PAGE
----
Patrick Leahy (D-VT) announced Tuesday that Vermont has been awarded more than $1.47 million in federal grants to help victims of crime. The grants come from the Crime Victims Fund, the primary source of federal financial aid for crime victims, and are administered through the US Department of Justice.“The need for victim assistance and compensation has grown over the years, and the Crime Victims Fund has been a mainstay for crime victims in states like Vermont,” said Leahy. “Programs like those supported by the Vermont Center for Crime Victim Services help survivors piece their lives back together. The vital funding Vermont has received from the Crime Victims Fund will help to ensure continued support for these efforts.”Vermont has received $1.27 million for victim assistance programs to support local efforts such as crisis intervention, emergency shelters, transportation, counseling and criminal justice system advocacy. The state has also received $200,000 for compensation programs to reimburse victims and their families directly for expenses related to their victimization, including medical and mental health costs, and funeral burial expenses. The funding is administered by the Vermont Center for Crime Victim Services.Leahy, a former prosecutor in Vermont, has led the effort in Congress to protect the Crime Victims Fund, which the last administration sought to tap for other uses. The Fund is supported exclusively by fines and other penalties paid by convicted federal offenders, not by taxpayer dollars. The Fund serves roughly four million crime victims every year, including victims of domestic violence, sexual assault, child abuse, elder abuse and drunk driving, as well as survivors of homicide victims. Crime Victim Fund grants have become especially important for states at a time when many programs have faced funding cuts in the wake of the economic downturn.Leahy is the author of the Crime Victims Fund Preservation Act, which will help ensure that crime victims receive essential services and federal support under the Victims of Crime Act (VOCA). Last October, the legislation was approved by the Senate Judiciary Committee, which Leahy chairs. He also worked to include $100 million for crime victim assistance in the 2009 economic recovery act.More than 4,000 agencies nationwide are supported by VOCA funds each year. Source: Leahy. 9.14.2010
The eight-year-old son of King’s Best provided his trainer Johnny Murtagh with his biggest success last season when winning the valuable Qipco British Champions Long Distance Cup at Ascot in October. He also claimed a Group Three prize at the Curragh in August, along with a Listed event at Leopardstown in July. Murtagh said: “He is in great form, he is fit and well and we are looking forwarding to seeing him run on Sunday.” Press Association Royal Diamond is reported in “great form” ahead of his seasonal debut in the Coolmore Vintage Crop Stakes at Navan on Sunday. Dermot Weld has made a blistering start to the 2014 Flat season and is represented by Pale Mimosa. This five-year-old daughter of Singspiel won Listed contests at York and Leopardstown last year, while she finished a close-up fourth to Royal Diamond at Ascot. Weld said of his Dr. Ronan Lambe-owned mare: “She has wintered well, and she is coming along nicely. She is having her first run of the season at Navan and I expect her to come on for it.” Saddler’s Rock finished ahead of Royal Diamond in the St Leger at the Curragh in September, but he was then beaten into fifth by Murtagh’s charge at Ascot in October. The six-year-old failed to make an impact in two starts at Meydan over the winter and trainer John Oxx is hoping the rain stays away from Navan before his latest assignment. He said: “He needs good ground, so rain won’t suit and I think it is forecast for Saturday night. We are hoping he will run a good race and it should be a good prep race for the Ascot Gold Cup.” Sir Ector enjoyed a fruitful campaign last year, winning both the Ulster Derby and the Movember Handicap, while he was just three and three-parts of a length off Royal Diamond in a Listed race at Leopardstown last July. He ran a fine race on his last start to finish a close-up fourth in the Martin Molony Stakes at Limerick, on what was his second outing of 2014. He is stepped back up to a mile and six here, and trainer James Lambe said: “He is in good form, the trip should suit, the ground should suit and hopefully he will run a nice race.” Leading Light, who won the St Leger at Doncaster in September, never landed a blow in the Prix de l’Arc de Triomphe at Longchamp but can be expected to make his presence felt now on his first start of the season. The Willie McCreery-trained nine-time winner Leah Claire and the twice-raced Cosmic Cannonball for Jim Bolger complete the field.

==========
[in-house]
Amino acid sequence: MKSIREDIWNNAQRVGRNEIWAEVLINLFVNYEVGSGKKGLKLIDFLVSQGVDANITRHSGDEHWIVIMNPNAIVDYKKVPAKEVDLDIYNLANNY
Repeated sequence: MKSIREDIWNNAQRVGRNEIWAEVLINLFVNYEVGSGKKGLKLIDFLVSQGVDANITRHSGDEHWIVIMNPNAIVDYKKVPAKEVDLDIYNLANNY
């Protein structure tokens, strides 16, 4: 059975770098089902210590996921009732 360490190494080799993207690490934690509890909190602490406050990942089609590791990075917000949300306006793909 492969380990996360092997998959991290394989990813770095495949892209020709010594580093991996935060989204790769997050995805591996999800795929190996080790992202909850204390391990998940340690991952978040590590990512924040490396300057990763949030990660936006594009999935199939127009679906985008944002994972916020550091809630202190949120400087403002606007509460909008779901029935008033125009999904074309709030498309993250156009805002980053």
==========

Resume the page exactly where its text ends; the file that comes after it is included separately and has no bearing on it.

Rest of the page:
Failing doesn’t have to be an option. In fact, with this four-step process you can even make it an impossibility.Sales expert Geoffrey James knows the secret to never failing again. In a post for Inc. he reveals that it’s a simple, yet incredibly effective four-step process built around a slightly different way of setting and achieving goals. Step one: Set a goal that is both achievable — “within the realm of possibility and tied to actions that you can actually take” — and “inspirational enough to motivate you to take action,” James writes.After consciously determining that you must achieve the goal and that you are committed to it 100%, the next step is to “treat setbacks as signals” to change your approach, rather than “mini-failures” that suggest you should quit. Finally, the fourth step contains the true key to banishing failure — by redefining it. “The simple truth is that you don’t have control over anything except your own behavior,” writes James. “Redefining failure as “failing to take action” puts failure (and therefore success) within your personal control. When the only failure is inactivity, you automatically take the actions required to achieve the goal.” Read James’s full article for more on how you can truly assure failure is not an option.Related Content from OpenView:While James argues that you can eradicate failure, others actually suggest that in order to be truly successful, you need to seek it out. This video provides insight into how you can use failure as a tool for entrepreneurial advancement, and this post from the OpenView Blog explains why you should be trying to fail, not trying to be perfect.AddThis Sharing ButtonsShare to FacebookFacebookShare to TwitterTwitterShare to PrintPrintShare to EmailEmailShare to MoreAddThis